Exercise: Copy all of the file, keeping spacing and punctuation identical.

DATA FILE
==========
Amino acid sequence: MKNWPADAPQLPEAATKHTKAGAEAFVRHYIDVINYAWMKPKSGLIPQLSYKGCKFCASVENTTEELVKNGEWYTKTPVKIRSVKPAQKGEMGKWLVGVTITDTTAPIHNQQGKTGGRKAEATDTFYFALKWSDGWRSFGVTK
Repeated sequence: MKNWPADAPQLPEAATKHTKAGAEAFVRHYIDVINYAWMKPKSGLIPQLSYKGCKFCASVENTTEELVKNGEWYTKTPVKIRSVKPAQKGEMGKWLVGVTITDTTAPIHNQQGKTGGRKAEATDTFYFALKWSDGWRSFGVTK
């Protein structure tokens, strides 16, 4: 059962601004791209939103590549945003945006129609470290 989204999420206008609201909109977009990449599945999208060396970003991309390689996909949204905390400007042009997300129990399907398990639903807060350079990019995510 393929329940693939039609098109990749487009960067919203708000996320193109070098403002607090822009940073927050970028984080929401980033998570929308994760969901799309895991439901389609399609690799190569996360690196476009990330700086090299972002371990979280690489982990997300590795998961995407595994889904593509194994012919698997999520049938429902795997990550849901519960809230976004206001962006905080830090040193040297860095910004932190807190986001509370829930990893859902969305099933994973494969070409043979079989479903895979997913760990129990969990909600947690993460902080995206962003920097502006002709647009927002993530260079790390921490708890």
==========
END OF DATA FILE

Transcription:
Amino acid sequence: MKNWPADAPQLPEAATKHTKAGAEAFVRHYIDVINYAWMKPKSGLIPQLSYKGCKFCASVENTTEELVKNGEWYTKTPVKIRSVKPAQKGEMGKWLVGVTITDTTAPIHNQQGKTGGRKAEATDTFYFALKWSDGWRSFGVTK
Repeated sequence: MKNWPADAPQLPEAATKHTKAGAEAFVRHYIDVINYAWMKPKSGLIPQLSYKGCKFCASVENTTEELVKNGEWYTKTPVKIRSVKPAQKGEMGKWLVGVTITDTTAPIHNQQGKTGGRKAEATDTFYFALKWSDGWRSFGVTK
């Protein structure tokens, strides 16, 4: 059962601004791209939103590549945003945006129609470290 989204999420206008609201909109977009990449599945999208060396970003991309390689996909949204905390400007042009997300129990399907398990639903807060350079990019995510 393929329940693939039609098109990749487009960067919203708000996320193109070098403002607090822009940073927050970028984080929401980033998570929308994760969901799309895991439901389609399609690799190569996360690196476009990330700086090299972002371990979280690489982990997300590795998961995407595994889904593509194994012919698997999520049938429902795997990550849901519960809230976004206001962006905080830090040193040297860095910004932190807190986001509370829930990893859902969305099933994973494969070409043979079989479903895979997913760990129990969990909600947690993460902080995206962003920097502006002709647009927002993530260079790390921490708890």